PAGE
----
FELDMAN: Regardless of size, it’s always about full-force—the only change is the size of the brush. There may be a different negotiation depending on scale, but my headspace is the same.
YEREBAKAN: Do you start a few paintings all at once?
FELDMAN: I paint them separately, each is very focused. I typically don’t have multiple paintings in process at once. Each one is both fast and slow and it deserves its own attention.
YEREBAKAN: One of the most striking encounters about this new body of work is a series of meringue-like additions of the surface. You almost remind the viewer what they’re looking at is a painting and you could be doing more but you choose not to.
FELDMAN: The meringue form is like a gooey blob stuck in the back of your throat, something very physical and slightly embarrassing [laughs]. Visually, they’re visceral and decorative.
YEREBAKAN: There is a weightlessness to your paintings. They’re airy, evanescent, and floating. How has this aspect transformed in this show with everything that has happened around the world?
FELDMAN: Generally speaking, I purposely set up a tension with the edge of my paintings, which is why you’d rarely see a line that goes off the edge. I like that there is a weightlessness, a buoyancy in the paintings, that offers a counter to my muted palette. The pandemic has made the isolation of form and search for clarity feel amplified in this show. I am using the lens of gray, in all its nuances, as reflection and hope the paintings lift the viewer.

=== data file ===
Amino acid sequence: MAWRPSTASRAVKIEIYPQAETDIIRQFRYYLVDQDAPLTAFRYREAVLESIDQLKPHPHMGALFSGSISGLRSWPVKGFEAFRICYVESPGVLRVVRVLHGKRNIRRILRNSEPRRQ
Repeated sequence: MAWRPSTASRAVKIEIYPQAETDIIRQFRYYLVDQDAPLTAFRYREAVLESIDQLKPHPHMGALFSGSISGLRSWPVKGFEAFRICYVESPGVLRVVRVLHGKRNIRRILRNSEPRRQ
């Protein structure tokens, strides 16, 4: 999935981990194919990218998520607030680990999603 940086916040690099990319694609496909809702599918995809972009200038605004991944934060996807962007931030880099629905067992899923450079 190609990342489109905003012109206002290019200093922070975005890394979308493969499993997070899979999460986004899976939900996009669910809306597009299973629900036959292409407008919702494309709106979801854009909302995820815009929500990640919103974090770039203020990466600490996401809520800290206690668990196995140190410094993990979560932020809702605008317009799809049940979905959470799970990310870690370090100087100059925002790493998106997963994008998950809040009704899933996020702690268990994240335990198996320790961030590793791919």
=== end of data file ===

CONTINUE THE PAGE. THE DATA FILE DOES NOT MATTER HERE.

YEREBAKAN: Would it be fair to say this is your most digitally-supplemented body of work?
FELDMAN: Sure, but I don't necessarily consider them to be digitally-supplemented because the silkscreen is such a manual process.
YEREBAKAN: The hourglass form is whimsical and cartoonish; in my head it’s a giant cloudy intestine. Either way, it’s both humorous and disarming. Do you ever hesitate to be considered humorous as a painter?
FELDMAN: Humor is important. It’s embedded in the work.
Published: October 18, 2021